‘The Codfather’

Sometimes I think that British popular culture is a little like North Korean propaganda. It is crude, unpleasant and inescapable. If you criticise it, you are taken for an enemy of the people. One should not exaggerate, of course: by inescapable, I mean in certain circumstances. North Korean propaganda, by contrast, is inescapable in all circumstances.


The other day I found myself somewhere in which the nearest pub was the only place within easy reach in which to have dinner. It was in suburban Tudor style, and the first thing one noticed on entering were the flashing lights of fruit machines, closely followed by the numerous large flat screens disposed in such a way that it was almost impossible to escape them. It was if one had an absolute duty to watch, and as if a malign state had installed them with cameras in order to check that one was being amused.


There was a small mercy, however: at least all the screens were showing the same thing – a football match, football being now a 24-hour activity. I have been in pubs of many screens in which each showed something different and one felt that one’s brain was being put through a food mixer.


The smell in the pub was of stale beer and even staler fat in which standard British prolefood had been fried. The atmosphere had so much fat in it that one felt one might become obese merely by breathing it in.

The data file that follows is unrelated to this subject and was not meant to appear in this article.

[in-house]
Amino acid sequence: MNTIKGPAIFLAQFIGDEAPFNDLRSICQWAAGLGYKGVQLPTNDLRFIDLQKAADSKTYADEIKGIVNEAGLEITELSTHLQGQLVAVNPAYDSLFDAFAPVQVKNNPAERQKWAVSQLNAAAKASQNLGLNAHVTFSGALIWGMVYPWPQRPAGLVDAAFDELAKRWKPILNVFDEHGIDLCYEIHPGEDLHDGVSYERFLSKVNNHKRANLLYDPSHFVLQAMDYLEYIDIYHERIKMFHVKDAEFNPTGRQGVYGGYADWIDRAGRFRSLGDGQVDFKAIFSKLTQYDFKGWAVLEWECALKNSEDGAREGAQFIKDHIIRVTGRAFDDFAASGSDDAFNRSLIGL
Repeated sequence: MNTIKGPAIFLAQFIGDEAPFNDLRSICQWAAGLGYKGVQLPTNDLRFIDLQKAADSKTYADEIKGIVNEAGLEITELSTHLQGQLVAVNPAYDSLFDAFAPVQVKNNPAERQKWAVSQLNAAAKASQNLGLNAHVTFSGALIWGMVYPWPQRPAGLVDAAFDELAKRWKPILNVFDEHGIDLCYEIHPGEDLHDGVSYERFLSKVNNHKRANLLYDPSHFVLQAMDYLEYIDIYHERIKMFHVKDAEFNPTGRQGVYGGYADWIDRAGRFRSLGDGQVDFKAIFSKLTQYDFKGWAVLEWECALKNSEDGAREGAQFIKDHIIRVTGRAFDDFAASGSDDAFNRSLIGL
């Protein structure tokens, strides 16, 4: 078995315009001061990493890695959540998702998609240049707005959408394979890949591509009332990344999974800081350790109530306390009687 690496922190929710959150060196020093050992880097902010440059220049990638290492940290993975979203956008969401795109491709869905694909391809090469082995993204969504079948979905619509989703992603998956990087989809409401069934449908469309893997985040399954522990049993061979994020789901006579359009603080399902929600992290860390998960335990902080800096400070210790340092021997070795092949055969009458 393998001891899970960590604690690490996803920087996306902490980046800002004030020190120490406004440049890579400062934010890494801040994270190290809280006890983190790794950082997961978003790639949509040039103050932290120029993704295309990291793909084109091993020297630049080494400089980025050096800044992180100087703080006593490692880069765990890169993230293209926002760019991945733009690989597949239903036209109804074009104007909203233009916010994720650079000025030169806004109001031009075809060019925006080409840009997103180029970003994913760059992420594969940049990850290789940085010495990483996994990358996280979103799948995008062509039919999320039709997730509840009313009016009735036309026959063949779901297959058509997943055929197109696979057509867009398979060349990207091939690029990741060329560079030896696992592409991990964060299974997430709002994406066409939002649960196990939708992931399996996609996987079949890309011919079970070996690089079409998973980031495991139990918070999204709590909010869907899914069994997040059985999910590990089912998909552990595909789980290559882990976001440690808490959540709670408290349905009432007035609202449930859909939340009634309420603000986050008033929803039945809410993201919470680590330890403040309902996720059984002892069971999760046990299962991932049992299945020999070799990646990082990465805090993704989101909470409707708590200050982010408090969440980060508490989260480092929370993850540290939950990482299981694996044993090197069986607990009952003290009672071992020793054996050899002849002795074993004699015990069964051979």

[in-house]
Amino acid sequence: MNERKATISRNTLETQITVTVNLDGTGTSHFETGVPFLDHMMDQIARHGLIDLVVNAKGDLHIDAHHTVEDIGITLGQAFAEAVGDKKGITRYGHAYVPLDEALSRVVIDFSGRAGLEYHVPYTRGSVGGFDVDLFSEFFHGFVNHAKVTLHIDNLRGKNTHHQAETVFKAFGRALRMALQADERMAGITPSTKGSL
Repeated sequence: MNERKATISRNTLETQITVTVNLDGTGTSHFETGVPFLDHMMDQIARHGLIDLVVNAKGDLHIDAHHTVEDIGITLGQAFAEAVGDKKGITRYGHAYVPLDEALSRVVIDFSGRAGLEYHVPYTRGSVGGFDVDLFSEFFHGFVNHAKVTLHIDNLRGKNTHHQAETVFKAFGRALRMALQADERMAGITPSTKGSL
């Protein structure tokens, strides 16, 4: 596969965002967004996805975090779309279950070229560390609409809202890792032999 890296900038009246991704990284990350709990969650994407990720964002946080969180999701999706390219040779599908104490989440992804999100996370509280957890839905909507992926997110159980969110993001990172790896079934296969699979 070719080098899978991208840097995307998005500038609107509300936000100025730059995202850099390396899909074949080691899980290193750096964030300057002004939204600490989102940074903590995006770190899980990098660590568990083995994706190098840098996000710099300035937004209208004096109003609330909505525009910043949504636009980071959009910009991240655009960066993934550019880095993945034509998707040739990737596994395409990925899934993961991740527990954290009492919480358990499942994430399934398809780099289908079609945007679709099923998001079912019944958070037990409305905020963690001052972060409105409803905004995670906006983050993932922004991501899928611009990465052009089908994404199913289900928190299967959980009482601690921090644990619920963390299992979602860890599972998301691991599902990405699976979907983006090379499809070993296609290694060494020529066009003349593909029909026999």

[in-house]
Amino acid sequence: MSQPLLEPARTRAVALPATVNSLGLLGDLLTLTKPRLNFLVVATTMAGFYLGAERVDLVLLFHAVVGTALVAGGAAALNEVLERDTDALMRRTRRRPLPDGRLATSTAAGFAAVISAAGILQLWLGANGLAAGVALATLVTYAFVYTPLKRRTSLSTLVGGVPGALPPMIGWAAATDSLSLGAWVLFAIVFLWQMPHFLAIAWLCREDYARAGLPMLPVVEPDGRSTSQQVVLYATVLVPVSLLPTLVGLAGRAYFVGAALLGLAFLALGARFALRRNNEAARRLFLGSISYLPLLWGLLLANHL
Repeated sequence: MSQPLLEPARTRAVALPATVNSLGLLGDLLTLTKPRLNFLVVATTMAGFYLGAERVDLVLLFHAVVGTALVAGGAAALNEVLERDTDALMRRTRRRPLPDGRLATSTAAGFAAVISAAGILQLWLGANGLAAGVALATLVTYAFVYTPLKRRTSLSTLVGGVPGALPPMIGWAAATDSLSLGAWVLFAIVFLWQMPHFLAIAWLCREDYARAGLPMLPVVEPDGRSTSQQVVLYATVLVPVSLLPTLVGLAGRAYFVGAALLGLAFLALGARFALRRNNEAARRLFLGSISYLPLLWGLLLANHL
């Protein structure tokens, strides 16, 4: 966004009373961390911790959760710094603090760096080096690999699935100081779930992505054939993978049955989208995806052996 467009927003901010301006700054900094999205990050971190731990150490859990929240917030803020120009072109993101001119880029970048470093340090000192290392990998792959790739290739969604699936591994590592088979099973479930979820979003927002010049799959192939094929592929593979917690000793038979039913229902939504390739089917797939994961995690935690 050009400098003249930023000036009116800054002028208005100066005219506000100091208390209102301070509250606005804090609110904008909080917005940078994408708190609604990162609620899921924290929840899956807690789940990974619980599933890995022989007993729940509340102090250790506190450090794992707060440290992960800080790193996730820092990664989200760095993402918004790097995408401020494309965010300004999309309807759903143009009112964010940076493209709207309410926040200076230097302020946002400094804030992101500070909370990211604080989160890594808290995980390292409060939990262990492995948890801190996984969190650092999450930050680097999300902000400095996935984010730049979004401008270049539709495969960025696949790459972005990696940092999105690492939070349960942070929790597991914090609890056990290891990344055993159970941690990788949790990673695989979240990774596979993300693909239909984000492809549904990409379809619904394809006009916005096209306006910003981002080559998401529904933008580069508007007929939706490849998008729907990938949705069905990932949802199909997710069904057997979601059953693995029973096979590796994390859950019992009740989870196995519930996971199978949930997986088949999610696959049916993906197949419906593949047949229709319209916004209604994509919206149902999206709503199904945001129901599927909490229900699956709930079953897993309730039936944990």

I looked at the grubby menu, a triumph of quantity over quality. The fish dish was called the ‘Codfather,’ size trumping taste. Everything came with chips that, in the event, were clearly of the frozen variety.


I sat at the table: sticky and long unwiped. I had soup: packet soup which had not been properly dissolved, so that it had little balls in it that if bitten exploded into a kind of salty dust. My steak which I ordered rare, would have been regarded as incinerated in any other country. The fried mushrooms contained at least their own weight in fat of some type.


The next morning, I woke with a strange and unpleasant taste in my mouth.


During the meal, which wasn’t even cheap, the man who had taken my order came over to my table.


‘Everything all right?’ he asked.


‘Yes, very good,’ I replied. 


The slovenliness, the bad quality, my pusillanimity: voilà the secret of the British economic problem.  


First published in Salisbury Review.


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